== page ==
Pilgrimage site in southwestern France, situated southwest of Toulouse at the foot of the Pyrenees. The town and its fortress formed a strategic stronghold in medieval times, but its modern significance dates from 1858, when a 14-year-old girl had repeated visions of the Virgin Mary (see Bernadette of Lourdes). The visions were declared authentic by Pope Pius IX in 1862. The underground spring in the grotto where Bernadette had her visions was declared to have miraculous qualities, and Lourdes has since become one of the foremost destinations for Roman Catholic pilgrims. Nearly 3 million visit annually, many of them sick or disabled people hoping to be healed. A basilica was built above the grotto in 1876, and a vast underground church was added in 1958.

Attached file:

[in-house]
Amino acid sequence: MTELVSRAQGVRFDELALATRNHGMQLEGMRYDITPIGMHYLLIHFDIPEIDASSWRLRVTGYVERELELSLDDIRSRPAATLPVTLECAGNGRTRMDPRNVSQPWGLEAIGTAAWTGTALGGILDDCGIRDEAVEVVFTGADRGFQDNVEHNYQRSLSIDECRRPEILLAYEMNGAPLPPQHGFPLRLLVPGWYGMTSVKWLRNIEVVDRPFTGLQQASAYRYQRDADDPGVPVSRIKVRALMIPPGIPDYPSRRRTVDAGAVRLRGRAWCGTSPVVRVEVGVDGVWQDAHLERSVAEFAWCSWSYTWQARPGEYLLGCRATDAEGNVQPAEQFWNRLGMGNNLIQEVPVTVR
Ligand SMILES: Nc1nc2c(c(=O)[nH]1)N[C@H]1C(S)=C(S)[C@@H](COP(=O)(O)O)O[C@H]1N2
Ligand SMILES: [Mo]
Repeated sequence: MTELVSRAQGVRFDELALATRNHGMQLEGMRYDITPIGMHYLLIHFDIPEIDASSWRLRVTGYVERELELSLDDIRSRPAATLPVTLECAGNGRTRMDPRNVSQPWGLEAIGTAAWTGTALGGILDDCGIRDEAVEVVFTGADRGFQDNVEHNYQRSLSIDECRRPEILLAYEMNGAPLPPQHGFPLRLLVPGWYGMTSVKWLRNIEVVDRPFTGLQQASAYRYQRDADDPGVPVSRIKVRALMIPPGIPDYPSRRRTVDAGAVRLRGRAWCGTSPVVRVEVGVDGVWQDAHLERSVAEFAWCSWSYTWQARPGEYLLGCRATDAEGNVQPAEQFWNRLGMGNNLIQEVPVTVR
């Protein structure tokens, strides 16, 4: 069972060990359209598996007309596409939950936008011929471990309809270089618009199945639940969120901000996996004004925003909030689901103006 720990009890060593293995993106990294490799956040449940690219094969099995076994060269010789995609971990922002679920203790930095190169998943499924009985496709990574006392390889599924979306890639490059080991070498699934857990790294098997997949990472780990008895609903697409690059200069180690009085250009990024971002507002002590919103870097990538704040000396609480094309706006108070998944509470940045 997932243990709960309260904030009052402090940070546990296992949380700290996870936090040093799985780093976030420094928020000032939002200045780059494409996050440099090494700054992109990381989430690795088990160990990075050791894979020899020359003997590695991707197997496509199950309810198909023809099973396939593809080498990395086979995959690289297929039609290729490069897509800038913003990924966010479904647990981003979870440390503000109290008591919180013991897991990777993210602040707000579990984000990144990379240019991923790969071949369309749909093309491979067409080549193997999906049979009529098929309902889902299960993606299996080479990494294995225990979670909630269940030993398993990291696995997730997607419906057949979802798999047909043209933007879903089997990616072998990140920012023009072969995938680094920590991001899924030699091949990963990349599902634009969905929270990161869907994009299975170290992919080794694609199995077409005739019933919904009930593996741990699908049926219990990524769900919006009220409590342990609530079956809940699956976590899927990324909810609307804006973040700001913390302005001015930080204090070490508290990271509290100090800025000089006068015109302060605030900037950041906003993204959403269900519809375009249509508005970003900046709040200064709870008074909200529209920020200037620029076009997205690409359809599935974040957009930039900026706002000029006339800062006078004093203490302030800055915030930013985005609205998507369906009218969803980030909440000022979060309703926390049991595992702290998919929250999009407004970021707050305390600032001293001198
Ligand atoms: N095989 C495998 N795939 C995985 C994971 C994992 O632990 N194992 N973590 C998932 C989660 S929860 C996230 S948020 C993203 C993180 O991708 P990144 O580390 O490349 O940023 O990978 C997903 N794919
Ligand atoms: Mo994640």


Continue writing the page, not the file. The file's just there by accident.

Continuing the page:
This entry comes from Encyclopædia Britannica Concise.
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